The most populous country in the world with a 22,117 kilometer border also has the largest number of neighbors. Professor Eric Hyer has a rich understanding of this, as well as its implications on China’s international relations, territorial conflicts, and regional politics. He is a professor of Political Science at BYU, a recent international affairs fellow for the Council on Foreign Relations, and the coordinator for the Kennedy Center’s Asian Studies program. He has also taught courses in Beijing as a Fulbright Scholar, including international relations, US foreign policy, and US–China foreign relations.
His new book, The Pragmatic Dragon: China’s Grand Strategy and Boundary Settlements, takes a dive into China’s foreign policy over the decades, analyzing China’s relationship with India, Myanmar, Russia, and other neighbors. Hyer finds that in the 1960s, China actually pursued a peaceful and diplomatic approach to settle boundary disputes and ease growing tensions with the Soviet Union, the United States, and India. This peaceful approach of the past may be the key to China’s modern disputes in the South and East China Seas.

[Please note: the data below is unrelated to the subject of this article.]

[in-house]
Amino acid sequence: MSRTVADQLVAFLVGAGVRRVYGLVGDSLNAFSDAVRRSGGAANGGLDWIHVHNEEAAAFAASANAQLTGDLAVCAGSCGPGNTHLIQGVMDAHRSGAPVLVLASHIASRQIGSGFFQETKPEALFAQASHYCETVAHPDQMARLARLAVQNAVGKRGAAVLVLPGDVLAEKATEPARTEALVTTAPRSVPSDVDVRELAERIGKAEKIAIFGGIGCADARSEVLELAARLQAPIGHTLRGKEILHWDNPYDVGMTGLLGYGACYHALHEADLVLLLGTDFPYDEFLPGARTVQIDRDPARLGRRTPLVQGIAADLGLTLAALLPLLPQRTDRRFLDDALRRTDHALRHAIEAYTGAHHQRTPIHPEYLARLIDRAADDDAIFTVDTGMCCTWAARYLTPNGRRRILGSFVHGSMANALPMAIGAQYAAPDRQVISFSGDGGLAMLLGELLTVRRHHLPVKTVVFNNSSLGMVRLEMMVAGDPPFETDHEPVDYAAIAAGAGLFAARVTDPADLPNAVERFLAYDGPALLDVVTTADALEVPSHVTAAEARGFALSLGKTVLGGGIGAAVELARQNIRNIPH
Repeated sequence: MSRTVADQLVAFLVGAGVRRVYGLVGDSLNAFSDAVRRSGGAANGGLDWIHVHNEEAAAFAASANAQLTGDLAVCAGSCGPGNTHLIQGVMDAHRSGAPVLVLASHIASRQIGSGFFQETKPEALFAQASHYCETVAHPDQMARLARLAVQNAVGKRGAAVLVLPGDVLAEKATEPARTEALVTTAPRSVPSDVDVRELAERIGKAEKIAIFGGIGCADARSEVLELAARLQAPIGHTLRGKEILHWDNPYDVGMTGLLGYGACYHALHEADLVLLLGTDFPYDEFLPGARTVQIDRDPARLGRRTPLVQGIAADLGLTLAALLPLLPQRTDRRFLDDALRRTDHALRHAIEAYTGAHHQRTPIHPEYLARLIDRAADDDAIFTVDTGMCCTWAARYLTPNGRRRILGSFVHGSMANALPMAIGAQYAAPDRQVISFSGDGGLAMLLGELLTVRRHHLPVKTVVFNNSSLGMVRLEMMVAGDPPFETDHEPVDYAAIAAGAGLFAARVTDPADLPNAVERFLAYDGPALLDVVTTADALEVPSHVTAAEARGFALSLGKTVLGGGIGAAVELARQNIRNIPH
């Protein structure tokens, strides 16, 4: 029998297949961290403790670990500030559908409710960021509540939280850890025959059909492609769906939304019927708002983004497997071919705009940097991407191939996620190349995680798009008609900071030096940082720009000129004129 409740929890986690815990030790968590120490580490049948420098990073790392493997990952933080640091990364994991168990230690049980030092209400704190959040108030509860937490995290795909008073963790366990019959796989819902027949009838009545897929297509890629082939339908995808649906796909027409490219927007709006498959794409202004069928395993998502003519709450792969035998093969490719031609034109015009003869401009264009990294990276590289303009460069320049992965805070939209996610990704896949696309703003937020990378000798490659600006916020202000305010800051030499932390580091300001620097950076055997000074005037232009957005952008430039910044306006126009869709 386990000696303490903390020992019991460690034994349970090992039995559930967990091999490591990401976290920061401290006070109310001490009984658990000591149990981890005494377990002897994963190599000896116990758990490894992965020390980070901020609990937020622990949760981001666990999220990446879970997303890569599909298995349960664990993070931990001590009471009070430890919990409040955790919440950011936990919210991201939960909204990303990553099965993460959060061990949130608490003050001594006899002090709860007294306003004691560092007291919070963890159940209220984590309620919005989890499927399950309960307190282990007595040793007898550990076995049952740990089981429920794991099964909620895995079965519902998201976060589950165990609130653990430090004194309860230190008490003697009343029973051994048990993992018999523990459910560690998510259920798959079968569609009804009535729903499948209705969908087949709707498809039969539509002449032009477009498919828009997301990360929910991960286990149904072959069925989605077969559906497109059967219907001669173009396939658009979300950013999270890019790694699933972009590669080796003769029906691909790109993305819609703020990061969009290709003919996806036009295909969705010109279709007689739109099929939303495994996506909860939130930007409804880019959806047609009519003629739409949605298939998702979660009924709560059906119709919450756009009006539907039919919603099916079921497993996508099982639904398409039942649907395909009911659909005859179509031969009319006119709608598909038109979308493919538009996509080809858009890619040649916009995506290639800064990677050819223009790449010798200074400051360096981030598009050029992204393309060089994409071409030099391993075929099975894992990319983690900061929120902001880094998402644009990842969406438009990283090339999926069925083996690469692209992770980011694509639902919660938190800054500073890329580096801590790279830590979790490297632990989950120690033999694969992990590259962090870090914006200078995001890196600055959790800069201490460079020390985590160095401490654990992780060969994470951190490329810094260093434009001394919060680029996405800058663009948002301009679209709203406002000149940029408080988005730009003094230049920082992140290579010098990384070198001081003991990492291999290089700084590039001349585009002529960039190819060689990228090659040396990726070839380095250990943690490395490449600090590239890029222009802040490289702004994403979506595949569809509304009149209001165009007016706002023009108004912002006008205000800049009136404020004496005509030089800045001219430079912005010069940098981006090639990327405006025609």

As Hyer says, “While researching the book, I visited most all of China’s border regions to see for myself what was happening along China’s border. My book is an effort to use international relations theory to explain the patterns we see in China’s boundary disputes and settlements.”
And it’s not just the book. His website, China Boundaries, provides articles, maps, and even supplementary short videos—all based off of The Pragmatic Dragon and Hyer’s extensive research. Hyer himself narrates the videos as a more visual guide to China’s modern relations.